Guard tour patrol system

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A guard tour patrol system is a system for logging the rounds of employees in a variety of situations such as security guards patrolling property, technicians monitoring climate-controlled environments, and correctional officers[1] checking prisoner living areas. It helps ensure that the employee makes his or her appointed rounds at the correct intervals and can offer a record for legal or insurance reasons. Such systems have existed for many years using mechanical watchclock-based systems (watchman clocks/guard tour clocks/patrol clocks). Computerized systems were first introduced in Europe in the early 1980s, and in North America in 1986.[2] Modern systems are based on handheld data loggers and RFID sensors.

The system provides a means to record the time when the employee reaches certain points on their tour. Checkpoints or watchstations are commonly placed at the extreme ends of the tour route and at critical points such as vaults, specimen refrigerators, vital equipment, and access points. Some systems are set so that the interval between stations is timed so if the employee fails to reach each point within a set time, other staff are dispatched to ensure the employee's well-being.

An example of a modern set-up might work as follows: The employee carries a portable electronic sensor (PES) or electronic data collector which is activated at each checkpoint. Checkpoints can consist of iButton semiconductors, magnetic strips, proximity microchips such as RFIDs, or optical barcodes. The data collector stores the serial number of the checkpoint with the date and time. Later, the information is downloaded from the collector into a computer where the checkpoint's serial number will have an assigned location (i.e. North Perimeter Fence, Cell Number 1, etc.). Data collectors can also be programmed to ignore duplicate checkpoint activations that occur sequentially or within a certain time period. Computer software used to compile the data from the collector can print out summaries that pinpoint missed checkpoints or patrols without the operator having to review all the data collected. Because devices can be subject to misuse, some have built-in microwave, g-force, and voltage detection.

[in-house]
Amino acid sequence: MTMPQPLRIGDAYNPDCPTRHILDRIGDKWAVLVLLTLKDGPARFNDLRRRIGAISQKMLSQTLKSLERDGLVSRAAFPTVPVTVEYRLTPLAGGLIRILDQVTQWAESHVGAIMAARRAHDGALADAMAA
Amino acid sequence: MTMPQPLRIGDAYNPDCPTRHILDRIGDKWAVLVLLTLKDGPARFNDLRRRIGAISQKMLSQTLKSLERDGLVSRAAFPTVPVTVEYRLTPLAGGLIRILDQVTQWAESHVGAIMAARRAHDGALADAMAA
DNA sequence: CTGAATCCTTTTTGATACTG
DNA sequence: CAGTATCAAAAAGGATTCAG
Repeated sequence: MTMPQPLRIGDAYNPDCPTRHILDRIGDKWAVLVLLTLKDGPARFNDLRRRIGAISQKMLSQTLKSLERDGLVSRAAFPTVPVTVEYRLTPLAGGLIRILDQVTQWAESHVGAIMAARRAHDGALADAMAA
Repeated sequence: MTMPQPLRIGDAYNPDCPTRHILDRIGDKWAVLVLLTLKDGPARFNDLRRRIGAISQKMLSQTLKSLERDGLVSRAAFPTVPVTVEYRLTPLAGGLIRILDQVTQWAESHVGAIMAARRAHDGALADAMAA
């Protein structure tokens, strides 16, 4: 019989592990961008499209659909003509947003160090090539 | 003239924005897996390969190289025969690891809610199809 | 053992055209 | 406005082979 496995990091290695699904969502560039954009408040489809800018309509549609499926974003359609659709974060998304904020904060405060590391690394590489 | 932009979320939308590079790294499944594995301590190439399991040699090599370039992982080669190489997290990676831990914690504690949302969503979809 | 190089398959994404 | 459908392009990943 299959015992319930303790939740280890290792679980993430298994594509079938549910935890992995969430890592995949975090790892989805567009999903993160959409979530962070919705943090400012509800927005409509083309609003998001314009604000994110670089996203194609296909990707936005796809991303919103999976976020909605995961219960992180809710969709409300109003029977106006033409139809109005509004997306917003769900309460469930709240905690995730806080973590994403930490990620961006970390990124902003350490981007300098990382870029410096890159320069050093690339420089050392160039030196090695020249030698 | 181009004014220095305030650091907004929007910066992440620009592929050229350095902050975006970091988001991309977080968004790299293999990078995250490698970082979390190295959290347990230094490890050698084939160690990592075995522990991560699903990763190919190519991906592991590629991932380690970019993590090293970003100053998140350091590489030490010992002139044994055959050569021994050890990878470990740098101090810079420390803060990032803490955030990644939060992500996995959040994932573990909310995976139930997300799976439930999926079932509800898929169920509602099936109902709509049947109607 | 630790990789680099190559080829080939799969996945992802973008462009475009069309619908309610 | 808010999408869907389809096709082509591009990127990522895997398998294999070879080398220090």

In the analog age, the device used for this purpose was the watchclock.[3] Watchclocks often had a paper or light cardboard disk placed inside for each 24-hour period. The user would carry the clock to each checkpoint, where a numbered key could be found (typically chained in place). The key would be inserted into the clock where it would imprint the disk. At the end of the shift or 24-hour period an authorized person (usually a supervisor) would unlock the watchclock and retrieve the disk.

Usages[edit]

Although this technology was initially developed for the security market, there are other uses. Some include:

  • Public transport time table verification
  • Hotel and hospital housekeeping logging
  • Verification of patients being attended in hospitals by nursing staff
  • Provide due diligence reports for retail slip & fall liability reduction
  • Monitoring staff working outside of normal business hours

Criticisms[edit]

For routes which have significant outdoor exposure GPS units have proven to be an effective means of tracking security and law enforcement patrol behavior. GPS systems do not function in the most vulnerable areas such as indoors or underground. Accordingly, systems using assisted GPS have been developed.

References[edit]

  1. ^ Paper on Law, Safety and Justice Capital Improvement Program, King County Washington, Page 6
  2. ^ Clark, Bill; Robert R. Macdonald (March 1991). "High-Tech Touring". Security Management 35 (3): 25. 
  3. ^ The Detex Watchman's Clock Album, Philip Haselton. Accessed May 24, 2007.